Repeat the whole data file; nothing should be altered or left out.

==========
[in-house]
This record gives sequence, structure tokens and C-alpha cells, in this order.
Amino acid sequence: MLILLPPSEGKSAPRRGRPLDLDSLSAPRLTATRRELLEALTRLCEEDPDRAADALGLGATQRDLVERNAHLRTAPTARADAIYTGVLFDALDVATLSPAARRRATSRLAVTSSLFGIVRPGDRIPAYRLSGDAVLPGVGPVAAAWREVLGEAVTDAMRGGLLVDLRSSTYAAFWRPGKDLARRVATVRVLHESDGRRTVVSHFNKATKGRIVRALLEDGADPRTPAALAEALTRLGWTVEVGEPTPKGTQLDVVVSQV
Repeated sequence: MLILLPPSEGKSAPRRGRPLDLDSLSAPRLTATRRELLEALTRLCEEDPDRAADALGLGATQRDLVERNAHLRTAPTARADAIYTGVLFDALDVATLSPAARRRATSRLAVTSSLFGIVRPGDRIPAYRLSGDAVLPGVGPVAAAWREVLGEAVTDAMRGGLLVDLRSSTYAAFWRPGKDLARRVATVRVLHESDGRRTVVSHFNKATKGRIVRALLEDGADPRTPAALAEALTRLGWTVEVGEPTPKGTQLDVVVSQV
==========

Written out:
[in-house]
This record gives sequence, structure tokens and C-alpha cells, in this order.
Amino acid sequence: MLILLPPSEGKSAPRRGRPLDLDSLSAPRLTATRRELLEALTRLCEEDPDRAADALGLGATQRDLVERNAHLRTAPTARADAIYTGVLFDALDVATLSPAARRRATSRLAVTSSLFGIVRPGDRIPAYRLSGDAVLPGVGPVAAAWREVLGEAVTDAMRGGLLVDLRSSTYAAFWRPGKDLARRVATVRVLHESDGRRTVVSHFNKATKGRIVRALLEDGADPRTPAALAEALTRLGWTVEVGEPTPKGTQLDVVVSQV
Repeated sequence: MLILLPPSEGKSAPRRGRPLDLDSLSAPRLTATRRELLEALTRLCEEDPDRAADALGLGATQRDLVERNAHLRTAPTARADAIYTGVLFDALDVATLSPAARRRATSRLAVTSSLFGIVRPGDRIPAYRLSGDAVLPGVGPVAAAWREVLGEAVTDAMRGGLLVDLRSSTYAAFWRPGKDLARRVATVRVLHESDGRRTVVSHFNKATKGRIVRALLEDGADPRTPAALAEALTRLGWTVEVGEPTPKGTQLDVVVSQV